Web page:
So that means no Kaiserslautern (though Breman should have had their spot to begin with), Leipzig, Nuremberg and Hanover.

The final would have been held in Dortmund, the 3rd place in Munich, the opener in Berlin and the semi's in Munich and Gelsenkirchen. But FIFA selected Dortmund and Munich for the semis, Munich for the opener, Stuttgart for the 3rd place and Berlin as the final. Dortmund was chosen by request of Germany, Munich was because its Germany's second city (sorry CAF) and search me why Stuttgart, Hamburg should have been in on that one.

FIFA looks at more than capacity for the major matches, they look for the city, the media attention, the infrastructure and which city is best suited for their major games and in all cases Sydney has it over Melbourne.

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FIFA selects the host of the final and an Australian world cup would have the final at Stadium Australia in Sydney. Sydney is Australia's biggest and most well-known city and is where the biggest and most important football match would be played.

The only exception to the capital or largest city rule for the final has been Japan's hosting in 2002.

2006 - Berlin (Capital and Largest)

2002 - Yokohama

1998 - Paris

1994 - Los Angeles (the county)

1990 - Rome

1986 - Mexico City

1982 - Madrid

1978 - Buenos Aires

1974 - Munich - is now the 3rd, unknown what it was 34 years ago, but still one of Germany's 3 big cities

1970 - Mexico City

1966 - London

1962 - Santiago de Chile

1958 - Stockholm

1954 - Berne

1950 - Rio de Janeiro (the then capital and largest city)

1938 - Paris

1934 - Rome

1930 - Montevideo

With one exception in 2002, every world cup final was been held in the capital city, or when not available the largest or most well known city.

Munich and LA filled those roles and Sydney will do that for any Australia world cup. FIFA would much rather the final in Sydney then in Melbourne.

BTW, Baron, Montevideo holds the record for attendance at a WC game at 93,000 not LA.

Going by this list, 1994 would be another exception. Los Angeles is not the capital, nor the largest, nor is it the most well known city in the U.S.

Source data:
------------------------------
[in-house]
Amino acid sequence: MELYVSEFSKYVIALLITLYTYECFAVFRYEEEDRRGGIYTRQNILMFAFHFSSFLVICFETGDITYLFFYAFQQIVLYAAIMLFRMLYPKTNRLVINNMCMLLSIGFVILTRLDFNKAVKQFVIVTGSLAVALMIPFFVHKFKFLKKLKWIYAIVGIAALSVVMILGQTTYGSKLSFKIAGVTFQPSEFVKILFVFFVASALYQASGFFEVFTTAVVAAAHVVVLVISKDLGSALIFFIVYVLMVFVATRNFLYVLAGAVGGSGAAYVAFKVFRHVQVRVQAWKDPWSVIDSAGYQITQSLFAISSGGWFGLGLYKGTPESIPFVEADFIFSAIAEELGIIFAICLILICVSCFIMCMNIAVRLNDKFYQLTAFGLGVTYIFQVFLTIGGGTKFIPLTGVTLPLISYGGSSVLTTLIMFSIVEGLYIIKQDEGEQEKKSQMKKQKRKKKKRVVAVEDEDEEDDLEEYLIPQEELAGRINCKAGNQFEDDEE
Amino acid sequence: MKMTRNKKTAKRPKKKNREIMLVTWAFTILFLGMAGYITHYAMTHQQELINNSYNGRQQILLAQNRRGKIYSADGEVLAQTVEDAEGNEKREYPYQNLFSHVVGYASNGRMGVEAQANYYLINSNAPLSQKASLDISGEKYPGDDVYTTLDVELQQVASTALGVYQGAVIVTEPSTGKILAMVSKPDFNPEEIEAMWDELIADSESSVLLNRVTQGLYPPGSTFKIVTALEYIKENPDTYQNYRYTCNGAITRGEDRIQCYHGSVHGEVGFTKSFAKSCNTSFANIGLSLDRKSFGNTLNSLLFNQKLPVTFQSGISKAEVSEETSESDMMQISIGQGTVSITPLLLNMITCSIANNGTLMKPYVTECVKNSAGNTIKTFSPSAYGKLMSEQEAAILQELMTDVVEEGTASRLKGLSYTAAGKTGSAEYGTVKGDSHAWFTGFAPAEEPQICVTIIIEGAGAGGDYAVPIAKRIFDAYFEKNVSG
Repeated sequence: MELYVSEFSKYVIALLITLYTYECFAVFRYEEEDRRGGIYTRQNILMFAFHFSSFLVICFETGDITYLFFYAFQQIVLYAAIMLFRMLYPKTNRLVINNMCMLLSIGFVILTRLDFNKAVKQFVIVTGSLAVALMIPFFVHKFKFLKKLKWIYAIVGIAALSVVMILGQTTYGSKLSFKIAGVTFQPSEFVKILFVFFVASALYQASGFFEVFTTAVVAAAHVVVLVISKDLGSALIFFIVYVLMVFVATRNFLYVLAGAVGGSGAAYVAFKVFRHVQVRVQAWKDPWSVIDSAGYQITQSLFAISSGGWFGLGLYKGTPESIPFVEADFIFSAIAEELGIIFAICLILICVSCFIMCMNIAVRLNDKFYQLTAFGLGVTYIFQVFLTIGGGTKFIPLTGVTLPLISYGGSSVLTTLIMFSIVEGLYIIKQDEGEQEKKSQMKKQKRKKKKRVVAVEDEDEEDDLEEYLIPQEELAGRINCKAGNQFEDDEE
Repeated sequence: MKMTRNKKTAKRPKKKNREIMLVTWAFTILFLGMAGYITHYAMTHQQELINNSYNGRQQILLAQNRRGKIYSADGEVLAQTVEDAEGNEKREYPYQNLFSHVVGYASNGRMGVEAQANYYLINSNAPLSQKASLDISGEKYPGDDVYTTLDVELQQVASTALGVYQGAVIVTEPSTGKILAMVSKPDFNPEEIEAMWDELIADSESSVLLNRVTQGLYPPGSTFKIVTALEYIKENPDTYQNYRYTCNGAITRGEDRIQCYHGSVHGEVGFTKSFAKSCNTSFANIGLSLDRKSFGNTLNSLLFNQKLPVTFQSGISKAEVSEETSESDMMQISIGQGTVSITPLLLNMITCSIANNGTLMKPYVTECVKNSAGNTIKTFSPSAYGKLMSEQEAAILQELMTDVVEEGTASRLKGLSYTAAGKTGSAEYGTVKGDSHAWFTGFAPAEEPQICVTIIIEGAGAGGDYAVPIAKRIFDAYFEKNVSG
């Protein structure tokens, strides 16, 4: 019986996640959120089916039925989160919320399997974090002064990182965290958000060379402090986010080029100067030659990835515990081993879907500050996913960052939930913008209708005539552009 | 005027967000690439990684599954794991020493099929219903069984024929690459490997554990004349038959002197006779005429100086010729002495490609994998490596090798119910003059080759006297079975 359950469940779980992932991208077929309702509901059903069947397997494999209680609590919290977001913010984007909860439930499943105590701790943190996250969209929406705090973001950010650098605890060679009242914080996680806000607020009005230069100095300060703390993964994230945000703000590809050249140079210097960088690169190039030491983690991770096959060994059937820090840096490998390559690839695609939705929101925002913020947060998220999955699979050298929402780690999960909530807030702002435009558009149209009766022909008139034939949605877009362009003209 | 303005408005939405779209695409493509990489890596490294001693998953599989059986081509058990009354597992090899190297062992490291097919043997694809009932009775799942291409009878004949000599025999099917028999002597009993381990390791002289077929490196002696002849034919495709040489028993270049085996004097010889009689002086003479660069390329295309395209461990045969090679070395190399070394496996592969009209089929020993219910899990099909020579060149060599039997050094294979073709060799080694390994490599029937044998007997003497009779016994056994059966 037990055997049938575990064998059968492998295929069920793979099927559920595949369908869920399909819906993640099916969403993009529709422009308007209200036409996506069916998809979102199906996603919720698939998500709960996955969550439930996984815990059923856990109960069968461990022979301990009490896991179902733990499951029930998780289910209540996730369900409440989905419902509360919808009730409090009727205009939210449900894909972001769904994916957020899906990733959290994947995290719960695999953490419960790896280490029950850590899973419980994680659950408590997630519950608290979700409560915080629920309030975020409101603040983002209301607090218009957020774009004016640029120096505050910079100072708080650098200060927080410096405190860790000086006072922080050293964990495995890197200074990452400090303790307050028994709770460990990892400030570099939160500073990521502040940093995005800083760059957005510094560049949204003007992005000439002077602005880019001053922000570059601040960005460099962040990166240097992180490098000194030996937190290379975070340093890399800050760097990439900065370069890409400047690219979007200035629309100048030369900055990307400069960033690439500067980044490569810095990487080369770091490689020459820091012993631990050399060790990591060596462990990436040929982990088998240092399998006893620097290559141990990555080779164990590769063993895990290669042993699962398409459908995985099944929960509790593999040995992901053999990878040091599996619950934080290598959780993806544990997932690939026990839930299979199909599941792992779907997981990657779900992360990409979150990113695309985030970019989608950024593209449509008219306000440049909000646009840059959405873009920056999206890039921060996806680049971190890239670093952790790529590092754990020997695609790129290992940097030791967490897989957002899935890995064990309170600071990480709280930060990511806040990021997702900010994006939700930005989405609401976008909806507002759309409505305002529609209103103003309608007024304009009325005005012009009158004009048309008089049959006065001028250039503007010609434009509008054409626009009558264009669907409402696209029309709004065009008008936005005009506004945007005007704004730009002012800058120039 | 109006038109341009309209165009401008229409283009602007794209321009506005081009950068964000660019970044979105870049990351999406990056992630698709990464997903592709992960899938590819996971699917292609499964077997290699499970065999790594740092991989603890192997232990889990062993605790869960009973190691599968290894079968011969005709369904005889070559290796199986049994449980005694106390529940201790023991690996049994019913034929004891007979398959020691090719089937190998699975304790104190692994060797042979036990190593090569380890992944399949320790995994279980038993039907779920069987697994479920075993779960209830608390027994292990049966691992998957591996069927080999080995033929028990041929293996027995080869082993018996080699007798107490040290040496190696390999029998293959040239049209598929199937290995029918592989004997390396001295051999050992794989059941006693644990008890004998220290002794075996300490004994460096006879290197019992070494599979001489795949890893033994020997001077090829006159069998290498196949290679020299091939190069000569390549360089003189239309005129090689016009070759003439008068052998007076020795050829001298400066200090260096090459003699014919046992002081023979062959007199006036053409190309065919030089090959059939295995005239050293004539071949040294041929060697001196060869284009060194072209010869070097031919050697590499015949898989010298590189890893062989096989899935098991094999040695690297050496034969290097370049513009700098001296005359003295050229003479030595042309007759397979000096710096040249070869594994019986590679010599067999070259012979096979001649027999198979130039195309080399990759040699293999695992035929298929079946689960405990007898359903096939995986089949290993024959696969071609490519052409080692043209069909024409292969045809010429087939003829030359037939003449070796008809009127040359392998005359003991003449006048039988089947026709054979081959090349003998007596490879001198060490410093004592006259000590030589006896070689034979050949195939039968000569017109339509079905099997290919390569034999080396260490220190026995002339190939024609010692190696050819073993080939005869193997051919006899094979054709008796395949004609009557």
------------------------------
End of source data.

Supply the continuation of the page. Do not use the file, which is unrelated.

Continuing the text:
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Going by this list, 1994 would be another exception. Los Angeles is not the capital, nor the largest, nor is it the most well known city in the U.S.

Exactly, the Rose Bowl in Pasadena was chosen due to the fact it was the largest stadium. Therefore, the MCG would be chosen to host the final, due to the fact it's Australia's largest venue.

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Faster, sorry but in this instance you are wrong. It may be up to FIFA but i dont think the FFA or Frank Lowy will sit back and let FIFA dictate on this one. Despite a small reputation for being a football nation the FFA actually throws its weight around with FIFA a bit...for some reason they having grown a very tight relationship with Blatter.

Sydney is smaller and im doubtful it will be re-expanded. It seems like a lot of effort for just a handful of football Games. Sydney does not need a 110,000 seat venue. It would only ever be filled for the NRL final and World Cup qualification Games.

Melbourne however, has an existing 98,000 seat venue with equal (if not better) facilities than Sydney, is closer to transport and the CBD and has a track record of hosting major events for over 100 years. It has been host to the largest capacity football game in Australia and crap about sightlines is bullshit. Ive been the MCG several times, perfect views from everywhere ive sat. Australia v Greece in 2006 infront of 98,000 people...no complaints about sightlines there!

Melbourne simply has the better culture for sport and football and more accessable accomodation/transport.

Like Lord David said, the rectangular ground arguement may come into it...though ANZ Stadium still is a good 15m from the pitch on both sides in rectangular mode.

Sydney, however will get the Opening Game unless Adelaide can plan a marque venue at least 60,000 capacity.

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Going by this list, 1994 would be another exception. Los Angeles is not the capital, nor the largest, nor is it the most well known city in the U.S.

Los Angeles County is the largest in the US at about 15 million. That is the metro population of LA and metro population is being used to compare cities because it is the only one that is consistent throughout much of the world.

New York can be argued, but their metro area is questionable.

So it can be an exception.

Also since I am looking at it, Yokohama is defined as apart of the Tokyo urban area, therefore 2002 is not that big of an exception.

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Faster, sorry but in this instance you are wrong. It may be up to FIFA but i dont think the FFA or Frank Lowy will sit back and let FIFA dictate on this one. Despite a small reputation for being a football nation the FFA actually throws its weight around with FIFA a bit...for some reason they having grown a very tight relationship with Blatter.

Sydney is smaller and im doubtful it will be re-expanded. It seems like a lot of effort for just a handful of football Games. Sydney does not need a 110,000 seat venue. It would only ever be filled for the NRL final and World Cup qualification Games.